At The Devil’s Studio 1990
(Kvlt Records)

When a band releases something from their archives that never saw the light of day until years after its creation, it’s almost like seeing them for the first time or perhaps a side of them for the first time. While this forgotten BEHERIT session sounds more like “The Oath Of Black Blood” than anything else, in essence it preserves a BEHERIT in transition. A cocooning stage including “The Oath Of Black Blood” and what eventually resulted in “Drawing Down The Moon,” frequently cited as their finest hour. Most of the tracks featured on this album exist in different form on very early demos and EPs dating from 1990 to 1992; releases like 1990’s “Demonomancy” demo. But there are some, like ‘At The Devil’s Churns’ and ‘Whores Of Belial’, which I doubt more than a handful of people had ever heard before, much less heard a properly mastered version. These songs, to my knowledge, exist nowhere else except on this release. Listen to ‘At The Devil’s Churns’ and it should become clear that during the time captured on this album, BEHERIT were slowly developing that obscure, nuclear fire sound that made “Drawing Down The Moon” an eternal classic. And yet the ugliness of “The Oath…” saturates each song. On an early version of ‘Nocturnal Evil’ the rough, grave soil sound of “The Oath…” is bathed in the nuclear feeling of “Drawing” – sort of like looking at something through a differently colored lens, or watching a satanic grave ritual bathed in the red glow of a bomb going off on Mars. My personal favorite, ‘Whores Of Belial’ recalls not just “The Oath…” days but the time when BEHERIT released a demo under the name THE LORD DIABOLOS. Savage and punishing, the riffs and drumming devour the listener, but it’s the solo which truly makes this song in my eyes. Not complicated, but soulful, atmospheric in a way bands who had much more money to spare were unable to achieve. However if any song on this album brings back THE LORD DIABOLOS, that song is ‘Six Days With Sadistic Slayer’, a song that absolutely always crushes in whatever version it exists. The term “bestial” suffers from overuse, but I’m at a loss for many other words to describe BEHERIT’s particular brand of ferocity. It has rawness, but even more than that, there’s something in the music which seems inherently evil and negative. Having recently watched The Exorcist, I’m doomed to draw a comparison to Pazuzu, the evil pagan demon from ancient Iran that possesses Regan. There’s a scene early in the movie, where one of the two priests stands man to beast with a statue of Pazuzu. The surrounding desert, full of ugly wild dogs, and the swirling wind seem to give the horrible statue an eerie life, and the wild animals go mad, snapping their jaws at each other. The priest seems overwhelmed and it suggests the demon has won the first round. This album is the Black Metal soundtrack to that scene. BEHERIT would one day lose the bare-fanged rawness like Pazuzu loses his power over Regan, but there the comparison ends. BEHERIT went on to great things with “Drawing Down The Moon”. I don’t think anyone regrets that album exists! But still, it’s gratifying to get a fresh taste of an old flavor. It’s good to hear BEHERIT like this again, even if we’re a little late to the show.,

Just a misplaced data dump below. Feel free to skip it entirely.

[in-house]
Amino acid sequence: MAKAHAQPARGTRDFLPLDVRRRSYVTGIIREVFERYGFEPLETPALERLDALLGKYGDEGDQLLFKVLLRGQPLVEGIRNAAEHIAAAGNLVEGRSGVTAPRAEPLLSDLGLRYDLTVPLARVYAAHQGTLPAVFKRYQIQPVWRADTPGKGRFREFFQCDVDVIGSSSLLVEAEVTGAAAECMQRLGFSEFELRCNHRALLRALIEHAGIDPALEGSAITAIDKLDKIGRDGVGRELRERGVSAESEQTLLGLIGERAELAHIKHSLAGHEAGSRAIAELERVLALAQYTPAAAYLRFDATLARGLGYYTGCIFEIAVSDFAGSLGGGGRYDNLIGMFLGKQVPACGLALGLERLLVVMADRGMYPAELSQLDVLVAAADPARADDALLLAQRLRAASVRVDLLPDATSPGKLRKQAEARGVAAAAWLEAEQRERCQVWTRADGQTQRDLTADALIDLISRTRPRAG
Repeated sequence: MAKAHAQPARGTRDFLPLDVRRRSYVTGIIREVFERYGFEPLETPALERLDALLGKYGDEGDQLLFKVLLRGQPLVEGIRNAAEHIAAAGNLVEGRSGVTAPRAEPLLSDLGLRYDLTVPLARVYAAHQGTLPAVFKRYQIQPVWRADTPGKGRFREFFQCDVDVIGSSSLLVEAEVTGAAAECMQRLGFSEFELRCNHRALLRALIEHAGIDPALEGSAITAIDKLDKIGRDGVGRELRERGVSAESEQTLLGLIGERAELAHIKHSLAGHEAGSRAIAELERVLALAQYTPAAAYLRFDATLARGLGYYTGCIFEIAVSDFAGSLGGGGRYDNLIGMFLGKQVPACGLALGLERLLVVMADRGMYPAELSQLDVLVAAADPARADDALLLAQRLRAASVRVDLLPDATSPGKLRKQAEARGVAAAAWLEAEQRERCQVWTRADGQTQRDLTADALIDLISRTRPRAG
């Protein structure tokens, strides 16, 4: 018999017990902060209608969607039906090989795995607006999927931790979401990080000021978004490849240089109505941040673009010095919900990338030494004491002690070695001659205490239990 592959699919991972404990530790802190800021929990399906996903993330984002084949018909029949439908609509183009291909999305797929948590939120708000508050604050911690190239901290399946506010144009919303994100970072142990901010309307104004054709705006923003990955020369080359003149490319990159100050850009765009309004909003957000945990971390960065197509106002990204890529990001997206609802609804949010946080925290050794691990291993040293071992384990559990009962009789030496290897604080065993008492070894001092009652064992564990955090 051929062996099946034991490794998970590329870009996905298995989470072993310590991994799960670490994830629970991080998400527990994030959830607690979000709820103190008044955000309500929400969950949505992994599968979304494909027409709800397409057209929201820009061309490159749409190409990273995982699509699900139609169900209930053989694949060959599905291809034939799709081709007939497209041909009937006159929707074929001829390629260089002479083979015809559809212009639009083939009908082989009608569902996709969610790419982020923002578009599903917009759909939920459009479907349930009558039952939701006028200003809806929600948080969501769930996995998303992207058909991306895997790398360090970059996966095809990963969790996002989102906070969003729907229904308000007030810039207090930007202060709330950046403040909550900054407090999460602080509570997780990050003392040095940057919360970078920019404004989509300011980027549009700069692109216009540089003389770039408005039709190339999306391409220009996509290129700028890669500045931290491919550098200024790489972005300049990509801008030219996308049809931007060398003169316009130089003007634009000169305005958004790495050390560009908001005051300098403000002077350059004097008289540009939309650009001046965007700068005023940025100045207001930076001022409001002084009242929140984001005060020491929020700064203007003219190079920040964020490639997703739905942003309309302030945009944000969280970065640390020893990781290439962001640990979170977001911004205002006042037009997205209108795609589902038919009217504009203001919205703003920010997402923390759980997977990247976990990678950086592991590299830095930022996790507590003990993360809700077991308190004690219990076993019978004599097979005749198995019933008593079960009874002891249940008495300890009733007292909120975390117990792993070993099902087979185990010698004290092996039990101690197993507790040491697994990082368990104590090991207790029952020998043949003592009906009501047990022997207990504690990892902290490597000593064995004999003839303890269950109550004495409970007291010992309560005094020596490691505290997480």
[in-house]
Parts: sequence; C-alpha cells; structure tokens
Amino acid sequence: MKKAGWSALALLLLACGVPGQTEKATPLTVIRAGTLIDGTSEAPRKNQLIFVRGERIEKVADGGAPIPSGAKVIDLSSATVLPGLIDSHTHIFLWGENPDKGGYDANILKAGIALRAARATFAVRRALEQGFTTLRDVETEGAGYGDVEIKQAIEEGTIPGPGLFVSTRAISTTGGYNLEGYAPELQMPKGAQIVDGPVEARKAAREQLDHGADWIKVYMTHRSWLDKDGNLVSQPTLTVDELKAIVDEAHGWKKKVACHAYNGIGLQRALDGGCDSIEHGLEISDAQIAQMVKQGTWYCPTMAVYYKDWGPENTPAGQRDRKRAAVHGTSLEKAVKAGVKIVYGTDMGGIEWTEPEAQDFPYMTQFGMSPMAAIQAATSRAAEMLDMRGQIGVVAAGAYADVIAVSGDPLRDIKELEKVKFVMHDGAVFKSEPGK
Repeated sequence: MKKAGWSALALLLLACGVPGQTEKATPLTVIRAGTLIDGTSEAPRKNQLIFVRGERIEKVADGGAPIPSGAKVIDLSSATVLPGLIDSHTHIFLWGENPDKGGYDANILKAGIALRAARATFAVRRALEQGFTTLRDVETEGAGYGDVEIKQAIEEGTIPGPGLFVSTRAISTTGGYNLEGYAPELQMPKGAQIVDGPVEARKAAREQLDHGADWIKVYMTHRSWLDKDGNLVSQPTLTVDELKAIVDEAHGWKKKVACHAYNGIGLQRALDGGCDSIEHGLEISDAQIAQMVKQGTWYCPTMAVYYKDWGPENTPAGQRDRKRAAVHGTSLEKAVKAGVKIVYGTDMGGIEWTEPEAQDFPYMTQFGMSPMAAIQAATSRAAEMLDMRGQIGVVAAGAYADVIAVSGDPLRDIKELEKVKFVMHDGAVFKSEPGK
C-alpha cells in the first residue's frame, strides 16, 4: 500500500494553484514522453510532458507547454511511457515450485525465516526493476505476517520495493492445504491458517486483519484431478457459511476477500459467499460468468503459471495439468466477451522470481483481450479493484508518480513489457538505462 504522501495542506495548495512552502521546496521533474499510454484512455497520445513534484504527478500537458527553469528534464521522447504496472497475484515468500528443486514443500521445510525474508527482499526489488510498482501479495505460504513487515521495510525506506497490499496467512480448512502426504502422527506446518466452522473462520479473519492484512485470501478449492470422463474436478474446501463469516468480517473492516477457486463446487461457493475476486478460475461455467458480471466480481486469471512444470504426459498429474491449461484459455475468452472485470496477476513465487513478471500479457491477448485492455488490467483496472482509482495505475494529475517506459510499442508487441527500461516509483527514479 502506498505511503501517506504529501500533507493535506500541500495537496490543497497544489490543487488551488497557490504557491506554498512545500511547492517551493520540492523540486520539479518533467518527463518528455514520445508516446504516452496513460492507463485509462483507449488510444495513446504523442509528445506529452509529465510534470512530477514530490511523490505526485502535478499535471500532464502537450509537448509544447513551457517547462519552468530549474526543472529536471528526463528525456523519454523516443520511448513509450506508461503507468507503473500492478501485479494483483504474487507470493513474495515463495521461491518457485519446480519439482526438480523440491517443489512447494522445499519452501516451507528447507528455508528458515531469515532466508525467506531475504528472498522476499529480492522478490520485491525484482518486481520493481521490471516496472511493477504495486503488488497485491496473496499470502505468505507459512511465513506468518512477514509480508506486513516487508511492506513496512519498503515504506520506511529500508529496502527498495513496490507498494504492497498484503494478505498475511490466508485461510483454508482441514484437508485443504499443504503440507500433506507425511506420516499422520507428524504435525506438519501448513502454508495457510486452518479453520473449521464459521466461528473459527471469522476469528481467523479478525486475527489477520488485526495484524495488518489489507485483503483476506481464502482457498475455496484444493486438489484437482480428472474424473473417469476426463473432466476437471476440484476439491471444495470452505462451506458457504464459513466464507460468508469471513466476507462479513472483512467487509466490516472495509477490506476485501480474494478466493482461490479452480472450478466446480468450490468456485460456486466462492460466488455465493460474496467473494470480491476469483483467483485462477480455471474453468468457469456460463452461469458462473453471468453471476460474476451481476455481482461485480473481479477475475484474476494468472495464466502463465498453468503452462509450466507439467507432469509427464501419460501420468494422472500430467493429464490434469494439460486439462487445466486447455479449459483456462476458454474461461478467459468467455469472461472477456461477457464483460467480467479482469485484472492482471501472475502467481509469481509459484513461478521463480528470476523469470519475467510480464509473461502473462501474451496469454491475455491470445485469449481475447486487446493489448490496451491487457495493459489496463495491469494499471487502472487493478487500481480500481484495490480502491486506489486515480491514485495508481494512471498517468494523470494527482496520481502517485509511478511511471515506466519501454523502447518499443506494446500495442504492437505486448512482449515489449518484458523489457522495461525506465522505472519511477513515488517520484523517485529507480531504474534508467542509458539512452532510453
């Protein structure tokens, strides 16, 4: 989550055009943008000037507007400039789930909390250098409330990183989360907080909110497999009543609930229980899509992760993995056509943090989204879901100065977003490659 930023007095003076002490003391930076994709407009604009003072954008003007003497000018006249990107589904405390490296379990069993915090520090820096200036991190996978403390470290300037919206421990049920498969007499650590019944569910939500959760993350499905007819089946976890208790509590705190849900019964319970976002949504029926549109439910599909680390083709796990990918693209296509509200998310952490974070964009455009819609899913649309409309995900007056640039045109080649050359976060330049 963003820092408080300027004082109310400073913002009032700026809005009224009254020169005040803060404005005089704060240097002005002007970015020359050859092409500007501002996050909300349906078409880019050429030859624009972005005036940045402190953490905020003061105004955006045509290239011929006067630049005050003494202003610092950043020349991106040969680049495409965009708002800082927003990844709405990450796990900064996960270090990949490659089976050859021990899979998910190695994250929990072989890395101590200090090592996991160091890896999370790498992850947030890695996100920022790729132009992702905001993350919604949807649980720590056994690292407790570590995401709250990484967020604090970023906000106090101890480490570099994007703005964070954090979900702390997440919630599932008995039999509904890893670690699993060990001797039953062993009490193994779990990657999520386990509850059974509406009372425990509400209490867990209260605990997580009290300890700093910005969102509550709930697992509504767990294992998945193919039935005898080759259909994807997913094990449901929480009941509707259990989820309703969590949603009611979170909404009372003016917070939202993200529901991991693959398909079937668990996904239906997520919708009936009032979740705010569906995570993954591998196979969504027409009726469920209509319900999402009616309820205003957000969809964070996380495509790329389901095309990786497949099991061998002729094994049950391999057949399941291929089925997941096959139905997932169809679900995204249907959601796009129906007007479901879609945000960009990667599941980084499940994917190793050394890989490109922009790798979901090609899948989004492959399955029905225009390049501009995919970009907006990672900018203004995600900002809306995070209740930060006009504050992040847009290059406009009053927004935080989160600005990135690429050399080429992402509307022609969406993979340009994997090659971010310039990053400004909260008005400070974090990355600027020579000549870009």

Nathan Shapiro

Nathan Shapiro

BEHERIT - The Oath Of The Black Blood (Luxi Lahtinen )
BEHERIT - Engram (Luis M. L. Sallard)

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